Jenny - Fair enough! Okay! I think that social status in humans often looks a lot more like social status in female baboons, where you have a lot of, uh, nepotism, right? You have a lot of social continuity between generations. You have other individuals who are helping to reinforce and maintain your rank and social hierarchies can be really stable over time because of it than they do in male baboons, where everything depends on you and your ability to fight off other, to literally fight off other males and then stay in that state. You know, nobody can do that. No baboons can do that for years and years on end. So you have very dynamic rank hierarchies where males are very unlikely to stay at the top of their whole lives.
Chris - Nevertheless, I suppose that if they can stay there for as long as possible, then that argues that they are endowed with some kind of genetic fitness or resilience, which wouldn't or would, which would only afford or lesser able individual, uh, less time at the top.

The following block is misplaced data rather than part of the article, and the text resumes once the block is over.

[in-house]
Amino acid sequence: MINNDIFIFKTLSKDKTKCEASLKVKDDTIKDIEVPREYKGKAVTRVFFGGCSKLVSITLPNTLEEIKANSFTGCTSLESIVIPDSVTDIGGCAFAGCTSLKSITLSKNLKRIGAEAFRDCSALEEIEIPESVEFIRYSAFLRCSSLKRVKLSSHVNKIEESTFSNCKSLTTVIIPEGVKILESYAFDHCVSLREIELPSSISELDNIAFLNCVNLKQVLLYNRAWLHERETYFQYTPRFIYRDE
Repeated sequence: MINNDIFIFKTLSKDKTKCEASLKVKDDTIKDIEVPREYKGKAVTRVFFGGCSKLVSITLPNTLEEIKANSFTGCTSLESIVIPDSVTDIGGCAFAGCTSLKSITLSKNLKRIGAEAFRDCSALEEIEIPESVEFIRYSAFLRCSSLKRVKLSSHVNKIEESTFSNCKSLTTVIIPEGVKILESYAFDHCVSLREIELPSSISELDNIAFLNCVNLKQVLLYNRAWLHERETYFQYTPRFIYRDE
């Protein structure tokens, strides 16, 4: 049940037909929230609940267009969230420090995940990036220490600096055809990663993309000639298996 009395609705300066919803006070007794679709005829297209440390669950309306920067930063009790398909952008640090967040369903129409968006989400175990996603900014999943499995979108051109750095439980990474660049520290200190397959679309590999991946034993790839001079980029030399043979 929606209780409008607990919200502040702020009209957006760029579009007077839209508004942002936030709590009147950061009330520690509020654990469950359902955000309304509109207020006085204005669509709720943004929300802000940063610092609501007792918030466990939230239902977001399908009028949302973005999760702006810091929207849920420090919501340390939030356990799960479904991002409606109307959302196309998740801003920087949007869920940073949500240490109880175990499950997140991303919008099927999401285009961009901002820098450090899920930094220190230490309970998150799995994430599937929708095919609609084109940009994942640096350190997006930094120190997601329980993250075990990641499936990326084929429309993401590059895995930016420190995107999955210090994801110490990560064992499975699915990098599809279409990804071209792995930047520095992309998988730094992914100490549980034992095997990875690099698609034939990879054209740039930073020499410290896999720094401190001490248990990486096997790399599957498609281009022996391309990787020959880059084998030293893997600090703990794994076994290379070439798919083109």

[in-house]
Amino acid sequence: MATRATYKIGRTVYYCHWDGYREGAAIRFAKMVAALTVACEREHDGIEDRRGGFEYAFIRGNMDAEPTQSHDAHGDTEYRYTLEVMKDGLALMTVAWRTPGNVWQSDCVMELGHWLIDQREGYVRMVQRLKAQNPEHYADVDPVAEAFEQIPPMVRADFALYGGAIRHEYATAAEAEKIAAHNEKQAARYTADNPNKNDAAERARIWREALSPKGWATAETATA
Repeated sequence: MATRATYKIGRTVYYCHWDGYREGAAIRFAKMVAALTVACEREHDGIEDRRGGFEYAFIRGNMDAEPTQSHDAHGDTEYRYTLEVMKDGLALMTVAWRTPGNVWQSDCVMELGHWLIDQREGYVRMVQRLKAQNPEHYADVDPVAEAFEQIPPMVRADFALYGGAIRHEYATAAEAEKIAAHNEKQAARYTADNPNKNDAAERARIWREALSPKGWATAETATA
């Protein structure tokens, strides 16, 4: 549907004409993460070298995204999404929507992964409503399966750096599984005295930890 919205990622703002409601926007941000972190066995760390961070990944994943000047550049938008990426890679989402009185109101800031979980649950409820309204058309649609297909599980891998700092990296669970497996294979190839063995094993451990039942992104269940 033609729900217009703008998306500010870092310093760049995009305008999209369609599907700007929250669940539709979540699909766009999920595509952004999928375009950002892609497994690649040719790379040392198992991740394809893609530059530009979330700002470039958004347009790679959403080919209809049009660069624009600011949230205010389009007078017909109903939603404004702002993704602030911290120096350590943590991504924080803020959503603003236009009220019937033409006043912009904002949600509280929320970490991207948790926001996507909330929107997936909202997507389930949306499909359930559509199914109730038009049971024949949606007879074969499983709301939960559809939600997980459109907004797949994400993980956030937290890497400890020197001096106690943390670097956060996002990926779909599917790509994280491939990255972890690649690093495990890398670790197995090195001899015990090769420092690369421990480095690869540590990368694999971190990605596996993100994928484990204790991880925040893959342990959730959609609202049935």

Jenny - You know? So I think that this is a really key point because it tells us something about the difference between health as an outcome, or even lifespan as an outcome and Darwinian fitness, right? So, uh, there's evidence from other work in the same baboons population that high ranking males may even experience a little bit higher risk of mortality, at least during the time that they maintain that rank. And of course, as humans, we think about elevated mortality risk as sort of pretty universally negative, but the only way that a male baboons is likely to leave offspring is to get to that high rank. So from an evolutionary perspective, there's a very, very strong motivation to fight for and attain high rank. Even if there might be costs to aging or health or longevity, um, as an exchange.